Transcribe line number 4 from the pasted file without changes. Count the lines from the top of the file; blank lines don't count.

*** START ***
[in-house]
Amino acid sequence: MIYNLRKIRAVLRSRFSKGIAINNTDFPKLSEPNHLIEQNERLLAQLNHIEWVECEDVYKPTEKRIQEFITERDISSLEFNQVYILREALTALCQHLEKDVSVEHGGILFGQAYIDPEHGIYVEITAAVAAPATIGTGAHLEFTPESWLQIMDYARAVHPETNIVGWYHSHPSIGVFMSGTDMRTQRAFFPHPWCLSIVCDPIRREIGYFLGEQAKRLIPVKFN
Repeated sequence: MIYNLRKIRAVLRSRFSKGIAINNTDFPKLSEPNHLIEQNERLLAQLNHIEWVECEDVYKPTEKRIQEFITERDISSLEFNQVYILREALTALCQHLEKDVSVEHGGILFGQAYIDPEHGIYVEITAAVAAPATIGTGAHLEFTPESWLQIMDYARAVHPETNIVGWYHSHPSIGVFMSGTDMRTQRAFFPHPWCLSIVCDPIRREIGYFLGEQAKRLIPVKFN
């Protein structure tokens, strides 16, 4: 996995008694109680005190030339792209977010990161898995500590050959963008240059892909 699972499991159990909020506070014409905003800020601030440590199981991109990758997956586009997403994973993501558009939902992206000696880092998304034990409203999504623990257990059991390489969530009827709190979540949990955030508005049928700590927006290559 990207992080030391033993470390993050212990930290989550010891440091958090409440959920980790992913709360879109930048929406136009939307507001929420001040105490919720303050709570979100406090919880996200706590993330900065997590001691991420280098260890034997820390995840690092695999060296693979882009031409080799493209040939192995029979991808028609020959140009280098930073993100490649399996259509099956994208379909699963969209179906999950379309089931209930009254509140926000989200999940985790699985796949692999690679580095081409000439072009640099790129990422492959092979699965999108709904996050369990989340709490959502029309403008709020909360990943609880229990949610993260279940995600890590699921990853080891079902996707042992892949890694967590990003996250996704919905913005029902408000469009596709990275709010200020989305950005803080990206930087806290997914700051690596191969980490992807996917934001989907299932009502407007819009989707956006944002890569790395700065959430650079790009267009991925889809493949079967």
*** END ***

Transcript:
């Protein structure tokens, strides 16, 4: 996995008694109680005190030339792209977010990161898995500590050959963008240059892909 699972499991159990909020506070014409905003800020601030440590199981991109990758997956586009997403994973993501558009939902992206000696880092998304034990409203999504623990257990059991390489969530009827709190979540949990955030508005049928700590927006290559 990207992080030391033993470390993050212990930290989550010891440091958090409440959920980790992913709360879109930048929406136009939307507001929420001040105490919720303050709570979100406090919880996200706590993330900065997590001691991420280098260890034997820390995840690092695999060296693979882009031409080799493209040939192995029979991808028609020959140009280098930073993100490649399996259509099956994208379909699963969209179906999950379309089931209930009254509140926000989200999940985790699985796949692999690679580095081409000439072009640099790129990422492959092979699965999108709904996050369990989340709490959502029309403008709020909360990943609880229990949610993260279940995600890590699921990853080891079902996707042992892949890694967590990003996250996704919905913005029902408000469009596709990275709010200020989305950005803080990206930087806290997914700051690596191969980490992807996917934001989907299932009502407007819009989707956006944002890569790395700065959430650079790009267009991925889809493949079967």